Another Look at China Real Estate

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Usually at we bring to you and comment on the latest articles and trends. However, sometimes we find an older article that might shed light on the present and near-future.

Previously we presented: China’s Real-Estate Frenzy

Today is one of those times where we found an article from August 3, 2010 in Der Spiegel Online International on the the China Greed-O-Rama happening in real estate:

Megalomania is in full swing in China’s booming economy. “The World Is Yours” is the slogan the developers are using to advertise the luxury project. Qi points to model villas in an exclusive waterfront location. These properties won’t be sold until the end, he says, winking conspiratorially. Since sales began, square-meter prices have already risen by 4,000 to 5,000 yuan (€450-€570 or $590-$740). The investors expect their handsome profits to increase with each new construction phase.

Calculated optimism forms the fragile base on which similar projects are thriving all across China. Doubts are taboo, especially now that the mood is beginning to shift, at least outside the flashy showrooms. There is more and more talk of the bubble bursting soon, with some saying that the tipping point has already been reached — with uncertain consequences for the rest of the global economy.

When a feeling of invincibilitiy has given way to secret silent negative comments, then it is a good time to look for the exits.

A picture of complete decadence is painted by the journalist Wieland Wagner:

An interminable sawing, screeching, drilling and hammering rips through the oppressive summer heat and humidity in the northern Chinese city of Tianjin. Here, on the city’s dusty outskirts, hundreds of new apartment buildings and houses in every imaginable style are springing up.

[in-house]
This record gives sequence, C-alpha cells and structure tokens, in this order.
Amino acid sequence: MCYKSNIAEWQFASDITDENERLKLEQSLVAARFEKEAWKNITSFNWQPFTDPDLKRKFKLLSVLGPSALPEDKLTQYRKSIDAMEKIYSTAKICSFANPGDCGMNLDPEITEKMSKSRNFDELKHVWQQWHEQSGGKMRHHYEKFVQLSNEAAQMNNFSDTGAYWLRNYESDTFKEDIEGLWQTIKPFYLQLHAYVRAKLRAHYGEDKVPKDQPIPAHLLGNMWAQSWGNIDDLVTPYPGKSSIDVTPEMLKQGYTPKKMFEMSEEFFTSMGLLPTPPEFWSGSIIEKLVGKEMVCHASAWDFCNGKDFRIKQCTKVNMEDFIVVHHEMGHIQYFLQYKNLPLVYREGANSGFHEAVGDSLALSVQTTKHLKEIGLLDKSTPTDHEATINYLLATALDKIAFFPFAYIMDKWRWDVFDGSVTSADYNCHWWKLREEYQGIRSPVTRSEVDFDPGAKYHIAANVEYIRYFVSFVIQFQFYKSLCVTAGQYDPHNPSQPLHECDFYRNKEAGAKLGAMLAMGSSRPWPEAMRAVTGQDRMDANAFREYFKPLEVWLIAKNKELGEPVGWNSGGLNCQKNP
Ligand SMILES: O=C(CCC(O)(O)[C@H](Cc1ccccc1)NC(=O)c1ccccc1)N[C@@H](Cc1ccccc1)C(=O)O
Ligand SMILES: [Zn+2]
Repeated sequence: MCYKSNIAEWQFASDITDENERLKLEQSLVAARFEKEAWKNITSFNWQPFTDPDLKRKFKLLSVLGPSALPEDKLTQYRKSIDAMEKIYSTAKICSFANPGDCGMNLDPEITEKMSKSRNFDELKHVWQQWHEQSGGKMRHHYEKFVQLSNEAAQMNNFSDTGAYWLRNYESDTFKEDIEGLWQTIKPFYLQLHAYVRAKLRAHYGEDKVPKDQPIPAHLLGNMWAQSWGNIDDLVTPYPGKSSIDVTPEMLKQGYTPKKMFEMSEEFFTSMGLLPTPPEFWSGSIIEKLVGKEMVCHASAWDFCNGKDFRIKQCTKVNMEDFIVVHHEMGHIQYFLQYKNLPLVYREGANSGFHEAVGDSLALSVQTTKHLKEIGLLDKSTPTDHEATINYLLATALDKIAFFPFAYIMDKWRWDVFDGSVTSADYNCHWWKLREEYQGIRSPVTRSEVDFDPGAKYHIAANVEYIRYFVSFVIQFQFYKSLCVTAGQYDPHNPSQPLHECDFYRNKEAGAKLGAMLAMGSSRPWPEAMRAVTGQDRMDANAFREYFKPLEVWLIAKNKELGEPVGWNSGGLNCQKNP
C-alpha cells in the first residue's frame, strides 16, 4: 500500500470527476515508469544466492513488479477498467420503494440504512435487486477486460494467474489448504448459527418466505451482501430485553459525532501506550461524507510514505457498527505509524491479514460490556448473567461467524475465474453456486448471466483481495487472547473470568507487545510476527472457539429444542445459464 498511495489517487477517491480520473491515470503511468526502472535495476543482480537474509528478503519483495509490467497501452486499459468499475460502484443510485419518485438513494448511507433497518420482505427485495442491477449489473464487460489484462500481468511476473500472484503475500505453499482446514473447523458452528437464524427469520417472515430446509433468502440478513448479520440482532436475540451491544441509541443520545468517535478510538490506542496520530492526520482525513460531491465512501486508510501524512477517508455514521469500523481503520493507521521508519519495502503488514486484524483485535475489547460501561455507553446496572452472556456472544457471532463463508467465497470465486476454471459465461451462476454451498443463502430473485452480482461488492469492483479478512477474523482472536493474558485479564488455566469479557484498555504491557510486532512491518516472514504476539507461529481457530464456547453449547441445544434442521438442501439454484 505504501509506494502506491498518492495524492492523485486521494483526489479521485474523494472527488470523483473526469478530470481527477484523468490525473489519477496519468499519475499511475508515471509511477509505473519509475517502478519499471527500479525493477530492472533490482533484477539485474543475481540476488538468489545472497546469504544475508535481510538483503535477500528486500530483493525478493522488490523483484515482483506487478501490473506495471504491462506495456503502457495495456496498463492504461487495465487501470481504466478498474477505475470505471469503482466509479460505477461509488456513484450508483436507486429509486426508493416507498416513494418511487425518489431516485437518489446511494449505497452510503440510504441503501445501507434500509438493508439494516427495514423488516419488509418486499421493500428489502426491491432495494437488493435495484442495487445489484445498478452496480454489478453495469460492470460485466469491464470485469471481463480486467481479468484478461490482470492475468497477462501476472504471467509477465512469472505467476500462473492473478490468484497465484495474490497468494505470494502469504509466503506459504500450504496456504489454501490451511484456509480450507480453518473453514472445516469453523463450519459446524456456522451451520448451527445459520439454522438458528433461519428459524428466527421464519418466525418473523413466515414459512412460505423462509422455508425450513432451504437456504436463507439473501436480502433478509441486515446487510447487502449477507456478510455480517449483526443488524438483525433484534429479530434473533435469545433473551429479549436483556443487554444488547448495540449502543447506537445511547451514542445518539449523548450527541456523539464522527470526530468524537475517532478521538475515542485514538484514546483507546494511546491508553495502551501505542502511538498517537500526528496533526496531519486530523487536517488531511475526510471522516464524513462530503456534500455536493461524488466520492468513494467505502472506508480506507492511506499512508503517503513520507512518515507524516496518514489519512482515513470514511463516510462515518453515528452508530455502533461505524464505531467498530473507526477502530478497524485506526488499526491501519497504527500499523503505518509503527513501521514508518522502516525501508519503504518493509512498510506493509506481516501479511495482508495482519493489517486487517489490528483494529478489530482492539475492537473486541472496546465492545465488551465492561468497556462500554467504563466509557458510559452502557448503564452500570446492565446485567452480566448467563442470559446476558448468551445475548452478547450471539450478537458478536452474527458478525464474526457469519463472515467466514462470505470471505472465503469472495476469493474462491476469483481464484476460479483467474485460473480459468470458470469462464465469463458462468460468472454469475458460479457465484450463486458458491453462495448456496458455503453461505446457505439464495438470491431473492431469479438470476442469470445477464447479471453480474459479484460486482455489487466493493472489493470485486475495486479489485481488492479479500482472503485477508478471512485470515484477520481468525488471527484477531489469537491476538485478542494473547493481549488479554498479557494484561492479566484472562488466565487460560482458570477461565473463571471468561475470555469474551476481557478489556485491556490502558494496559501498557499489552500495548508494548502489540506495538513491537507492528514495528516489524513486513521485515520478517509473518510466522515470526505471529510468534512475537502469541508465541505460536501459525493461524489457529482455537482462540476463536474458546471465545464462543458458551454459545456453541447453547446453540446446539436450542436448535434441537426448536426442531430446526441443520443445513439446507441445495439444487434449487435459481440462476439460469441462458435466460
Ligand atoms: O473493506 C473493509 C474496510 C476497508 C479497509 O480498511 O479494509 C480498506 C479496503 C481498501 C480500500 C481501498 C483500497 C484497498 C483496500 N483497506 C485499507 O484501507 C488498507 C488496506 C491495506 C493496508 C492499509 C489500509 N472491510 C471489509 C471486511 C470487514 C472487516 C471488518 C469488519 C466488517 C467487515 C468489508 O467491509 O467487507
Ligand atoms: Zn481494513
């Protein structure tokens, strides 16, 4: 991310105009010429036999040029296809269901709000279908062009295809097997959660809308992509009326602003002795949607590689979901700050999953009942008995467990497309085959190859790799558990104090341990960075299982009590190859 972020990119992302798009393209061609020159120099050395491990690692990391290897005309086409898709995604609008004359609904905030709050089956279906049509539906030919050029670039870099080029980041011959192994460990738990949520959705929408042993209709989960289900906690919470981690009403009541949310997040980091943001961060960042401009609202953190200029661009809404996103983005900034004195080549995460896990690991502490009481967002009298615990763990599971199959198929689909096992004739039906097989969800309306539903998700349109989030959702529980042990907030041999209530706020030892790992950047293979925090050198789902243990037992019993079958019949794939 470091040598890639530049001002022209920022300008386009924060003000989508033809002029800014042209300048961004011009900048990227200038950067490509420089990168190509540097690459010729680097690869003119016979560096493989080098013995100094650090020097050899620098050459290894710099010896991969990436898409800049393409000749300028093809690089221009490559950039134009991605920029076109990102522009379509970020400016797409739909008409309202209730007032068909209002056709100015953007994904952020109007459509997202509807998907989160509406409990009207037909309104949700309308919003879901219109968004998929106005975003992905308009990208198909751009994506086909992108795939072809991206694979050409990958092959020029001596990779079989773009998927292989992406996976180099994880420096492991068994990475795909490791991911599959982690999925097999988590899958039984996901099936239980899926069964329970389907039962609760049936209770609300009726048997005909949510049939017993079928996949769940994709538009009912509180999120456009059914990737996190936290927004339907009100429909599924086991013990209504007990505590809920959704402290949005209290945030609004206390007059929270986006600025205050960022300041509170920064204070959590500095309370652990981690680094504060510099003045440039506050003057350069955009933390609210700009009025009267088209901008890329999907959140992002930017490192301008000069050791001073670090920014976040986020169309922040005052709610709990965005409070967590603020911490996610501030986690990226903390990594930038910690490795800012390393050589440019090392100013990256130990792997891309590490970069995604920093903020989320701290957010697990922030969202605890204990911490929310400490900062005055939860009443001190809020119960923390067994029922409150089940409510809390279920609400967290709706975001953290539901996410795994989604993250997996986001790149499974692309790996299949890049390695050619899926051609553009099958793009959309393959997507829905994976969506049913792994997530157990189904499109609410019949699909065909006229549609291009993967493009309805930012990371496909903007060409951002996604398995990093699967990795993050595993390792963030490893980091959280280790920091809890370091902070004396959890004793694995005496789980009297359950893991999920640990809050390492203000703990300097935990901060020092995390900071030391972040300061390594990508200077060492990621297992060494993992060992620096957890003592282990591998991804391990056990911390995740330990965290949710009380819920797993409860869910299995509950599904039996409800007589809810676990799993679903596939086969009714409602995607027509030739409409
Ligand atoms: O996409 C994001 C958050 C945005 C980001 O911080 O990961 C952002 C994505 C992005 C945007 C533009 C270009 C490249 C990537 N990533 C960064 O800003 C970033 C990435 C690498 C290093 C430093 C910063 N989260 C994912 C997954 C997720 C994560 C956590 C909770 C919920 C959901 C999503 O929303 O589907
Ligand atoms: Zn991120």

In an air-conditioned showroom, salespeople in yellow uniforms take potential buyers on tours of the facility. “In one year, we already sold 90 percent of North America, Asia and Europe,” customer consultant Qi Yunbu says proudly. “Now we’re preparing Africa, Oceania and South America for sale.”

“Xingyao Wuzhou,” loosely translated as “Shining Star over Five Continents,” is the name of this Chinese blend of Dubai and Disneyland, a €2.3 billion ($3 billion) development designed to imitate the world map. The gigantic residential and leisure complex is being built around and within an artificial lake.

The developers apparently want to make sure that the residents of this aquatic paradise will lack for nothing. The plans include the world’s largest indoor ski center, golf courses, a seven-star hotel, the world’s largest musical fountain and miniature replicas of famous structures like the Tower Bridge in London and San Francisco’s Golden Gate Bridge.

It might be a very prescient of Mr. Wagner to reference Dubai in his article. This picture of China is one of Dubai-on-steroids.


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